Little Red Cape

In light of the recent film Red Riding Hood starring Amanda Seyfried, I would like to take another look at the history of the werewolf in the tale of Little Red Riding Hood. I know we’ve already discussed the hidden meaning behind the story’s elementary components, but what of the history behind this well-known werewolf tale?

As we all know, Little Red is stalked by a wolf that eats her grandmother and then proceeds to devour Red. Of course, this isn’t the only European tale involving wolves that hunt humans. Think of Peter and the Wolf, The Boy Who Cried Wolf, The Three Little Pigs, and even the Biblical allusion of wolves in sheep’s clothing. The character of the wolf has pervaded literature and folklore for thousands of years, but none nearly so memorable of the wolf in Little Red Riding Hood.

But our feature wolf is no ordinary wolf: he walks, talks, and thinks like a man. He can devise elaborate schemes, he’s concerned with being found out, and in when punished for his deeds, he cries out in agony. By any means, he is a werewolf, or man wolf, although he does neglect to transform into a human and there are no full moons in sight.

There are, however, darker roots to the story that lead me to believe the tale is based on werewolf traits that are closer to our current beliefs. The lore of Little Red Riding Hood is actually believed to have been fostered the true account of Peter Stumpp. Stumpp was a man who used black magic to turn himself into a werewolf in order to perform hideous acts of killing and murder in 16th Century Germany. Along with slaughtering countless livestock, Stumpp was convicted of murdering fourteen children, two pregnant women, and their fetuses, one of which was his own incestuous child, while in the form of the wolf. He was found out when the werewolf was injured during an attack, losing his left paw, and Peter was found with an identical injury, hence the name Peter ‘Stump.’  In the end, Stumpp was executed through severe means in order to prevent him from returning.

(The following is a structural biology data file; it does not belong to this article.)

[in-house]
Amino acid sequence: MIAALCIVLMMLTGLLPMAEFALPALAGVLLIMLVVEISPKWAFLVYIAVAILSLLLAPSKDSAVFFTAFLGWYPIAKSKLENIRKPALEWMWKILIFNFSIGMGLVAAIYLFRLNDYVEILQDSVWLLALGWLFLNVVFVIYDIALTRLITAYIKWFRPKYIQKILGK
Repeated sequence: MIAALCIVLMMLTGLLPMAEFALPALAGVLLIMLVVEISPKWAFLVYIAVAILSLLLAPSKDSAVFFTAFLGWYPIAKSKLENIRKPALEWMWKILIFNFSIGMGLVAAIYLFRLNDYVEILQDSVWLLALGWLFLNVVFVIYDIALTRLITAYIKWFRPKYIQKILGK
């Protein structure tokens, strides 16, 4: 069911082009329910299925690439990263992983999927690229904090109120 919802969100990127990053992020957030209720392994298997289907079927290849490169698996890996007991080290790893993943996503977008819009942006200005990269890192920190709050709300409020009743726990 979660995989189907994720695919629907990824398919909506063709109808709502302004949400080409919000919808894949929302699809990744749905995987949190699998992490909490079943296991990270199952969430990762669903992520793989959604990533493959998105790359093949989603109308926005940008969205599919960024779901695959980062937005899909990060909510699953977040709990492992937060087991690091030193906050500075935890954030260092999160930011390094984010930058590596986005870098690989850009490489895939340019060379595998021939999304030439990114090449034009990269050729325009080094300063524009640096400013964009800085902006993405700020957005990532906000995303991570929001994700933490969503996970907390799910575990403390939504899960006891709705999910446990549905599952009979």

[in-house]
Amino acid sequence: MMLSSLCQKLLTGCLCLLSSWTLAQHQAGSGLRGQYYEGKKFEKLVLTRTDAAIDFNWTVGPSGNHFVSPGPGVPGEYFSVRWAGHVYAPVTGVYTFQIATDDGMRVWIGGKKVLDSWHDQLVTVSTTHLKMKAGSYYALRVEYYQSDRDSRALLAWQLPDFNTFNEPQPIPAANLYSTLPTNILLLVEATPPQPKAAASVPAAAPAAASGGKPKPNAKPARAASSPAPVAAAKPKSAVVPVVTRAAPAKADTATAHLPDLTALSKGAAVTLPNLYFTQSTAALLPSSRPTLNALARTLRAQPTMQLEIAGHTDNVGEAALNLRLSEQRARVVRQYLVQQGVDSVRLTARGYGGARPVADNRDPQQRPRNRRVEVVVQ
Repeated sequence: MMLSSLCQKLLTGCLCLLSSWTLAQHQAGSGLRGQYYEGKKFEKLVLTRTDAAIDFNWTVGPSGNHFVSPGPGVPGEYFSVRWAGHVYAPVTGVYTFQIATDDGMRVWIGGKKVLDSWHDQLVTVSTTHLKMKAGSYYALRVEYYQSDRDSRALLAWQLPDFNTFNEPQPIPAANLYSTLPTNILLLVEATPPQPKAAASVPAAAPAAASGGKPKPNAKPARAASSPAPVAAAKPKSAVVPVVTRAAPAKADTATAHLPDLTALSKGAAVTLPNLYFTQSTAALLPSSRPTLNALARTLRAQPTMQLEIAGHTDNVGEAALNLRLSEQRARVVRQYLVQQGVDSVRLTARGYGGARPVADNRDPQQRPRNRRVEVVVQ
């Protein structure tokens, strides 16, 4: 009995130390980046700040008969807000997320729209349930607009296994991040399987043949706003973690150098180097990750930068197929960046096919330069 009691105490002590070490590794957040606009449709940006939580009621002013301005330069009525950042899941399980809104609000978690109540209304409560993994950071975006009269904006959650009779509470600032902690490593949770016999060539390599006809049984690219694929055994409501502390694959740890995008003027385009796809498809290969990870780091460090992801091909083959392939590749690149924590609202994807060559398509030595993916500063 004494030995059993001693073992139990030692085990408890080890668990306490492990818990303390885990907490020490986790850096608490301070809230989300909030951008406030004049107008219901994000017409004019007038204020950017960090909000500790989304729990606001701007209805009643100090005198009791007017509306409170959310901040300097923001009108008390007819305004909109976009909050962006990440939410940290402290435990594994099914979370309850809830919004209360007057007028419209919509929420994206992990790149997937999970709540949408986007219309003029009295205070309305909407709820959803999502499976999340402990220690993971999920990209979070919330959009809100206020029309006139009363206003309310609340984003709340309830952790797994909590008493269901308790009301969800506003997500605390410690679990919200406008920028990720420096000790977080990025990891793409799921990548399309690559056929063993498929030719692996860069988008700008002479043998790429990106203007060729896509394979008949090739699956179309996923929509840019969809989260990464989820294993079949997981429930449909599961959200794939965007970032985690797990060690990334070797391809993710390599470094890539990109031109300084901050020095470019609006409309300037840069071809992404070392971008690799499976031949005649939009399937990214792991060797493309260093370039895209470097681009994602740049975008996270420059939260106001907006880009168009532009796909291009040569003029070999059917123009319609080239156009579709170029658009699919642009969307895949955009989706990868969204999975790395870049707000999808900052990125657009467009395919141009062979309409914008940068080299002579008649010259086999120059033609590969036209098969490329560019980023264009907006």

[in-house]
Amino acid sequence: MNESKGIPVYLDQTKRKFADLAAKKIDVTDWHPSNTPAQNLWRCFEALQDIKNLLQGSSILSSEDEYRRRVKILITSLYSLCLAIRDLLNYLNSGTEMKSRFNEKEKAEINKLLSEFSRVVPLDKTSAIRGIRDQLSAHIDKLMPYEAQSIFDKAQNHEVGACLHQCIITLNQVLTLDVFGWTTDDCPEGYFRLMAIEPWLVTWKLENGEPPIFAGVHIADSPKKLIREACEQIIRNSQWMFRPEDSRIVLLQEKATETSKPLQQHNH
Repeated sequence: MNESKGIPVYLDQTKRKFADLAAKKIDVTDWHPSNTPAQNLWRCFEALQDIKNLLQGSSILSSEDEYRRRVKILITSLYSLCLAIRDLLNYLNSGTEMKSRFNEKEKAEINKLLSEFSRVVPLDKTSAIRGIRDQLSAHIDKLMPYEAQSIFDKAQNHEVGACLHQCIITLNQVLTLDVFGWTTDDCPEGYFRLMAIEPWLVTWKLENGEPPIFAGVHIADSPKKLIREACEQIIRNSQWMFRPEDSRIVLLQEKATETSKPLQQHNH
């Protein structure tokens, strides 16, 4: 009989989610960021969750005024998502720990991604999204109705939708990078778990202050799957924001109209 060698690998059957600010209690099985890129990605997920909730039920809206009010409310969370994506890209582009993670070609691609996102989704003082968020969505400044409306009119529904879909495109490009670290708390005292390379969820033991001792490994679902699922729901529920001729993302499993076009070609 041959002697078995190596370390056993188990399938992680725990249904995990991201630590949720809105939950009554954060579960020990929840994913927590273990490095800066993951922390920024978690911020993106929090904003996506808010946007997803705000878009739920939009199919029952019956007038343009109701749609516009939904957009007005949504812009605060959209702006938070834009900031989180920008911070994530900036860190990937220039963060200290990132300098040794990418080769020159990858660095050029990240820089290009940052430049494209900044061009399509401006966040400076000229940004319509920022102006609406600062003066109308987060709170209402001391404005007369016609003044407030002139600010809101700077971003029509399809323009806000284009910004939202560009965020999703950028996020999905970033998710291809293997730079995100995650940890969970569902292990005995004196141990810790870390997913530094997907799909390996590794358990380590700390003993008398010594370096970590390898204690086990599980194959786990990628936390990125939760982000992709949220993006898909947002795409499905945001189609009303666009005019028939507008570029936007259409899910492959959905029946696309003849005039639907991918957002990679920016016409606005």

With this in mind, it’s easy to see how a tale like Red Riding Hood could develop in order to protect children from the evils of the world. Our wolf in the story holds strikingly similar traits to that of Peter Stumpp, or of any preying convict for that matter. Nevertheless, even though Stumpp’s story holds close characteristics with that of our modern bloodthirsty werewolf, I must begrudgingly admit that there are accounts of Little Red Riding Hood being told by French and Italian peasants nearly 200 years earlier. Interestingly enough, however, our wolf in these earlier tales was often referred to as a werewolf.

In regards to these earlier tales, however, I’m inclined to believe that Peter Stubb was not the first of his kind. Where did these earlier stories originate, especially in terms of the clears usage of the word werewolf? Were there, in fact, other similar accounts that we are unaware of that fueled the didactic tale? We may never know, but we can always believe. In any case, I’ll watch Red Riding Hood with a new perspective; How about you?

This article was submitted by a guest writer. We occasionally accept guest posts, so if you’re interested feel free to send us an email. 

By moonlight

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